Staff Writer
Columbus CEO

c.2013 New York Times News Service

Throughout the first weekend of November, V. Prem Watsa, the Canadian immigrant success story and chairman of Fairfax Financial Holdings, was huddled in the offices of his Toronto law firm, Torys, trying to salvage the biggest bet of his career.

In late September, Fairfax had made a highly conditional offer to buy BlackBerry, the struggling smartphone maker based in nearby Waterloo, Ontario. Few on Wall Street took the offer seriously, instead viewing it as a way for Fairfax, BlackBerry’s largest shareholder, to bring other buyers into the picture.

But as Fairfax’s takeover deadline loomed, no other buyers had surfaced and Fairfax had failed to find co-investors for its bid. Watsa and his team needed an alternative.

Finally, a solution of sorts emerged last Monday from the exhausted team backed by Watsa. Rather than buying out BlackBerry’s shareholders at $9 a share, Fairfax and BlackBerry announced a new deal that would raise $1 billion in cash through convertible debt sold to a combination of Canadian, U.S. and Qatari investors. Thorsten Heins, BlackBerry’s short-lived chief executive, was succeeded by a new executive chairman and interim chief: John S. Chen, another successful immigrant to North America who had turned around Sybase years earlier through a prescient move into mobile computing.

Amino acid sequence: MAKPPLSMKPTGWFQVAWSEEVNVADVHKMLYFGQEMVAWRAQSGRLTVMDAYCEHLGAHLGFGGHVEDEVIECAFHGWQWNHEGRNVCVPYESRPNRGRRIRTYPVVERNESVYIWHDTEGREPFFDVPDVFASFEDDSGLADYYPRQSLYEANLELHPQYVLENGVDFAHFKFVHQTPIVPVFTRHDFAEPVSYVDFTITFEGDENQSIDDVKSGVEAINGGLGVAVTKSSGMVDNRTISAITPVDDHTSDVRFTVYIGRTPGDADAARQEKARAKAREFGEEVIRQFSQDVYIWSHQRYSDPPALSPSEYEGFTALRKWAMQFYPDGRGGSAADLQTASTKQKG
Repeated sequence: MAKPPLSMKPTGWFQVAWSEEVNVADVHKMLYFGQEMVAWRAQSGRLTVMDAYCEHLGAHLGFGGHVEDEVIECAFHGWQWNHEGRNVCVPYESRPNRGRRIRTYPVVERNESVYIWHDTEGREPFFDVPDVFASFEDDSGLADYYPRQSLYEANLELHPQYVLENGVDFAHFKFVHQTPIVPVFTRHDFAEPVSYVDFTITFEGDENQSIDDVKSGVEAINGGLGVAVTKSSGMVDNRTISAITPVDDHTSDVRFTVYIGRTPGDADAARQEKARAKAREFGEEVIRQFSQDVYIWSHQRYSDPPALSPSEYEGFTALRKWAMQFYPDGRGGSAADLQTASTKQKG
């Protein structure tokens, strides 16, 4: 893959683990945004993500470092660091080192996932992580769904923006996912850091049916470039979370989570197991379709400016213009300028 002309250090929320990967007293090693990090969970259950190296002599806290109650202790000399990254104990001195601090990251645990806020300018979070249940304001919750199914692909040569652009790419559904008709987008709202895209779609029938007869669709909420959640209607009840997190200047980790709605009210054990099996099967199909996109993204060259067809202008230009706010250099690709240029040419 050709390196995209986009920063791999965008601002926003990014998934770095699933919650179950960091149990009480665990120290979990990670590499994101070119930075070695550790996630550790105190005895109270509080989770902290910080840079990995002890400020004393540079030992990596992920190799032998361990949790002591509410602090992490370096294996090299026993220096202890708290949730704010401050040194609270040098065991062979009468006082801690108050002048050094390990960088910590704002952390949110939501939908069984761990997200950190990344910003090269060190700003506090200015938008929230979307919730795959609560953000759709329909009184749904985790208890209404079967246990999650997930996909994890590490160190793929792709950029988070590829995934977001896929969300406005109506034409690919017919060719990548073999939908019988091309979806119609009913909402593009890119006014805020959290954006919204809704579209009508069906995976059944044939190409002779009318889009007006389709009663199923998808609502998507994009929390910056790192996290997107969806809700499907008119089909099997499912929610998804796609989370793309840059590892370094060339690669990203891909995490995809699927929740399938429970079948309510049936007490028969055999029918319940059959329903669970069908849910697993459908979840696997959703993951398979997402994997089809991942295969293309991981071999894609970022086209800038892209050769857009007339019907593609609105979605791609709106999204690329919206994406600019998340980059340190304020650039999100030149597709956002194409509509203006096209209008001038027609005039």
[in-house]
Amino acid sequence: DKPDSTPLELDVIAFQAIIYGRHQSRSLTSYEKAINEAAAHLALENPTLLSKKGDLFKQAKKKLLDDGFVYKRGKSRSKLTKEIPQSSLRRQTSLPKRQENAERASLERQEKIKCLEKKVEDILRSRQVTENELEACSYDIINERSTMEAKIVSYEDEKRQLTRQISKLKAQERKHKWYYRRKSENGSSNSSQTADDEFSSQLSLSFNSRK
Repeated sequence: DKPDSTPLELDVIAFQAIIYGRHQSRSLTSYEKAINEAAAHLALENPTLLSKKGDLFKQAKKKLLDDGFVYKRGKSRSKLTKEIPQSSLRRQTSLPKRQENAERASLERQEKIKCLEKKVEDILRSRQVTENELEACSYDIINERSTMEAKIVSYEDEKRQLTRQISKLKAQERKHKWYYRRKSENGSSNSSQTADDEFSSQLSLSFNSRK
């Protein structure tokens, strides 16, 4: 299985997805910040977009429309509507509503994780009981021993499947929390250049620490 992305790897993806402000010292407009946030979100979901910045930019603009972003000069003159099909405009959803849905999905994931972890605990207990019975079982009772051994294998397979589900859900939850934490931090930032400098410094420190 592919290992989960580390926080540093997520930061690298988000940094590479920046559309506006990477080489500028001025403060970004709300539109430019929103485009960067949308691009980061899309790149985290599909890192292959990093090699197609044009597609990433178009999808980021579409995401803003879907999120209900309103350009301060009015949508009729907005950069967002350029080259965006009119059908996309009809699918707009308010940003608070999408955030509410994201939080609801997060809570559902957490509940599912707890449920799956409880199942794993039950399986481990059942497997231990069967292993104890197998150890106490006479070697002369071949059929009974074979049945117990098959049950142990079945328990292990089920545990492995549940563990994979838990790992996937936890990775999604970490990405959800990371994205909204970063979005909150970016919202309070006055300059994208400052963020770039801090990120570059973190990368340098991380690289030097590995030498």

Many viewed it as just another stalling tactic in a situation where few good outcomes are likely. BlackBerry’s battered shares dropped even lower.

Yet Watsa’s determination to be personally involved in a messy corporate implosion speaks to his own pride, his affection for Canada and his reluctance to walk away from what could be one of the worst moves he ever made.